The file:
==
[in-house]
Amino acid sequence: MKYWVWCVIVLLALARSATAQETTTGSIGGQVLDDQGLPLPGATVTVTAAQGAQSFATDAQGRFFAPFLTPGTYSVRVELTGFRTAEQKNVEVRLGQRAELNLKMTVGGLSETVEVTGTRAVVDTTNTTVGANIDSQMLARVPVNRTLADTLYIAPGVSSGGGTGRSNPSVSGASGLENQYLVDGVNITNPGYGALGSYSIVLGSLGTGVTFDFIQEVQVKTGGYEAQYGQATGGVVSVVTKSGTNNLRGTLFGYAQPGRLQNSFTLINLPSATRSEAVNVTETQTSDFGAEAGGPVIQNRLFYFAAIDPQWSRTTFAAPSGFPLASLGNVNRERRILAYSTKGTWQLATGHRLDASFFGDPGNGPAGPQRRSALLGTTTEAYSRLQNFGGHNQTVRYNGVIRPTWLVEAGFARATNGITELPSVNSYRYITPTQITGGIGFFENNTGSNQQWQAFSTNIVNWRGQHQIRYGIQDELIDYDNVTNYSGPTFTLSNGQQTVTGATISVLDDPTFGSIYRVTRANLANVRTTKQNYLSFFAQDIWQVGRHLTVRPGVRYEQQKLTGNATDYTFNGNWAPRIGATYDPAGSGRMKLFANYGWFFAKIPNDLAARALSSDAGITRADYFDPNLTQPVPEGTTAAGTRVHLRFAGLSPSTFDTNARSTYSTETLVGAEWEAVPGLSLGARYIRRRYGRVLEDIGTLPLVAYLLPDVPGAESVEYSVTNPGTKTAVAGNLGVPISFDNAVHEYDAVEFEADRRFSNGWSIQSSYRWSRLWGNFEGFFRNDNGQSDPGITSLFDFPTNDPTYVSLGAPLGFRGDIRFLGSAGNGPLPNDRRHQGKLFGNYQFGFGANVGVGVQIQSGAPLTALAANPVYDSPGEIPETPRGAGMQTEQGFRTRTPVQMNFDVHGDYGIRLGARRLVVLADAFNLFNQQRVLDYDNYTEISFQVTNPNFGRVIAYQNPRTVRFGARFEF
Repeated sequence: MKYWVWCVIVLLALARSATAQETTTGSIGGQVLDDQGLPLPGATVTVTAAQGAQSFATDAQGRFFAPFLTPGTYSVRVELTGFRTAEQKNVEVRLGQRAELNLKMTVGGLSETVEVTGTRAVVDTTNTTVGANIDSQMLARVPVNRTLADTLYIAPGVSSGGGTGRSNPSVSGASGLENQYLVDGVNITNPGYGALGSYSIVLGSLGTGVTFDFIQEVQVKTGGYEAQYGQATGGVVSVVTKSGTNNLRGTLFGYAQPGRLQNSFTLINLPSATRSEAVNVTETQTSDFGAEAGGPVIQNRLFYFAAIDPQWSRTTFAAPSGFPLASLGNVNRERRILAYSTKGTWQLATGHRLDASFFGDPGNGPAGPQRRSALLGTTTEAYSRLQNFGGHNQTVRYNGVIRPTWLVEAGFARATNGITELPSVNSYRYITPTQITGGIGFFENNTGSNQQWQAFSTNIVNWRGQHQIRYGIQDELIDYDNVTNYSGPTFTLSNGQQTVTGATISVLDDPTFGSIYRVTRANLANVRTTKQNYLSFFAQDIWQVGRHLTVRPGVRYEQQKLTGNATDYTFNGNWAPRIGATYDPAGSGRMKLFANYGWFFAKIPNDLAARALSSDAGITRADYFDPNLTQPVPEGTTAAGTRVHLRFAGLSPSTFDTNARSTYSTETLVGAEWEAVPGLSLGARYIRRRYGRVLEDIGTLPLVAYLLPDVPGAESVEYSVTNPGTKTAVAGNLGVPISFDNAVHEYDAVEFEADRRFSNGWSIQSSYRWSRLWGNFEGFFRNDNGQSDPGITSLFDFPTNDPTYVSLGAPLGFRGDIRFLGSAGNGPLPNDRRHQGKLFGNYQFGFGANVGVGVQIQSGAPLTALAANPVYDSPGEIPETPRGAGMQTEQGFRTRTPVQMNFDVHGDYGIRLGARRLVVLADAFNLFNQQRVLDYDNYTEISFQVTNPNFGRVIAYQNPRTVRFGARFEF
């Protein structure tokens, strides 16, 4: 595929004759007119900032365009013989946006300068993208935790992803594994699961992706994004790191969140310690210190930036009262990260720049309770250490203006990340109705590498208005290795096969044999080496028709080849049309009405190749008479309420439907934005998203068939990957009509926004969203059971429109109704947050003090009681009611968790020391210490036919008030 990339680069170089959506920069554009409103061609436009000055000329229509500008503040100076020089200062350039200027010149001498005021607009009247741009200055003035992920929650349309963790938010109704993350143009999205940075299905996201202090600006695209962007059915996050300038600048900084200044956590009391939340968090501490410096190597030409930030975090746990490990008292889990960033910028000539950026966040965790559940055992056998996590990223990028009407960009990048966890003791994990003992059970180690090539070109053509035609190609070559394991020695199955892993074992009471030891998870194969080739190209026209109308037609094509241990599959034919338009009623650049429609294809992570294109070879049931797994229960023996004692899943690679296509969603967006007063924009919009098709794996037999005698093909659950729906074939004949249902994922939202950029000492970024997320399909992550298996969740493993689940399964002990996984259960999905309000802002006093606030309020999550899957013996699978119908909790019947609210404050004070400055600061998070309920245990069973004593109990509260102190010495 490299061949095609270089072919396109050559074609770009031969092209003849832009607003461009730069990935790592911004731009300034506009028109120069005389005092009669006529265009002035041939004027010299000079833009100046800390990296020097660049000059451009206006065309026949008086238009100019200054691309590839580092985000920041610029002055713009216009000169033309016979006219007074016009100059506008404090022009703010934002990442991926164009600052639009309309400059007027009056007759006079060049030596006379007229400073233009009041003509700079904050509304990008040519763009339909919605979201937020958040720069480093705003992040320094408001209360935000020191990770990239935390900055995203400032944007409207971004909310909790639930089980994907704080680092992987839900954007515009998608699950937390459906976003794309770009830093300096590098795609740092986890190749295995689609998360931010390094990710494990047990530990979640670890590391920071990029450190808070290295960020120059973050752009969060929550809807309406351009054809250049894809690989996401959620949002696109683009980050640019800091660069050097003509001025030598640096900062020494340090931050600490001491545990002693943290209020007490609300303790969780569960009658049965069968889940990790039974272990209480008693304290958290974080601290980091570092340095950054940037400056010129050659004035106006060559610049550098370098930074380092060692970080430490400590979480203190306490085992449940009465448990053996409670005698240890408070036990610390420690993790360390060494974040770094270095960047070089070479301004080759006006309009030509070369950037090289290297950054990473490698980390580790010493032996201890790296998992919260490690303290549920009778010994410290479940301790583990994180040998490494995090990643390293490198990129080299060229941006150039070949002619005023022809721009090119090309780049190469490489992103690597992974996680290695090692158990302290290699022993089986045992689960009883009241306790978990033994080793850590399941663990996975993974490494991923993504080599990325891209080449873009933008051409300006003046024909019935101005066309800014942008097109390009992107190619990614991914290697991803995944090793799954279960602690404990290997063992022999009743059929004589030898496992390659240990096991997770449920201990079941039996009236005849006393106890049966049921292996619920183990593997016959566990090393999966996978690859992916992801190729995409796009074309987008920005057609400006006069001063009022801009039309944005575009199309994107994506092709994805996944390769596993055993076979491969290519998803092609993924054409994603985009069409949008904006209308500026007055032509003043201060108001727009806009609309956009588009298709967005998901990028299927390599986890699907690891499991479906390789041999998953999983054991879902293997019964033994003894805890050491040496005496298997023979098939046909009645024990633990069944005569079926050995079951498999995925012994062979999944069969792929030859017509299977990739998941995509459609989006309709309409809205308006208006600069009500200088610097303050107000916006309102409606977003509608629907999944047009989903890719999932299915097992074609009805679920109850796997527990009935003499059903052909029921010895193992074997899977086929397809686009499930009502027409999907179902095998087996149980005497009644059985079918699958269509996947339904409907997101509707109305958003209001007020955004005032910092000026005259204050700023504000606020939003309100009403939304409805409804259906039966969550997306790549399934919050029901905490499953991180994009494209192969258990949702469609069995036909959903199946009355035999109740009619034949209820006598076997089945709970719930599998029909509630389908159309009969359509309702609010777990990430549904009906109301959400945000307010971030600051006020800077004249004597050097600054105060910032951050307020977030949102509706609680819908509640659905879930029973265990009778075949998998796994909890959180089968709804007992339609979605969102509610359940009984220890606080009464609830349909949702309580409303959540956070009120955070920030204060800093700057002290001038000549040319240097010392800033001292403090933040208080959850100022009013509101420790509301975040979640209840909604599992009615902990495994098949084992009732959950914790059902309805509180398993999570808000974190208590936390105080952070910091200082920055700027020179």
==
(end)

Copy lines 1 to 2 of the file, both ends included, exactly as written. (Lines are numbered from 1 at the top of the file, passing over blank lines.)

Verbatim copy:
[in-house]
Amino acid sequence: MKYWVWCVIVLLALARSATAQETTTGSIGGQVLDDQGLPLPGATVTVTAAQGAQSFATDAQGRFFAPFLTPGTYSVRVELTGFRTAEQKNVEVRLGQRAELNLKMTVGGLSETVEVTGTRAVVDTTNTTVGANIDSQMLARVPVNRTLADTLYIAPGVSSGGGTGRSNPSVSGASGLENQYLVDGVNITNPGYGALGSYSIVLGSLGTGVTFDFIQEVQVKTGGYEAQYGQATGGVVSVVTKSGTNNLRGTLFGYAQPGRLQNSFTLINLPSATRSEAVNVTETQTSDFGAEAGGPVIQNRLFYFAAIDPQWSRTTFAAPSGFPLASLGNVNRERRILAYSTKGTWQLATGHRLDASFFGDPGNGPAGPQRRSALLGTTTEAYSRLQNFGGHNQTVRYNGVIRPTWLVEAGFARATNGITELPSVNSYRYITPTQITGGIGFFENNTGSNQQWQAFSTNIVNWRGQHQIRYGIQDELIDYDNVTNYSGPTFTLSNGQQTVTGATISVLDDPTFGSIYRVTRANLANVRTTKQNYLSFFAQDIWQVGRHLTVRPGVRYEQQKLTGNATDYTFNGNWAPRIGATYDPAGSGRMKLFANYGWFFAKIPNDLAARALSSDAGITRADYFDPNLTQPVPEGTTAAGTRVHLRFAGLSPSTFDTNARSTYSTETLVGAEWEAVPGLSLGARYIRRRYGRVLEDIGTLPLVAYLLPDVPGAESVEYSVTNPGTKTAVAGNLGVPISFDNAVHEYDAVEFEADRRFSNGWSIQSSYRWSRLWGNFEGFFRNDNGQSDPGITSLFDFPTNDPTYVSLGAPLGFRGDIRFLGSAGNGPLPNDRRHQGKLFGNYQFGFGANVGVGVQIQSGAPLTALAANPVYDSPGEIPETPRGAGMQTEQGFRTRTPVQMNFDVHGDYGIRLGARRLVVLADAFNLFNQQRVLDYDNYTEISFQVTNPNFGRVIAYQNPRTVRFGARFEF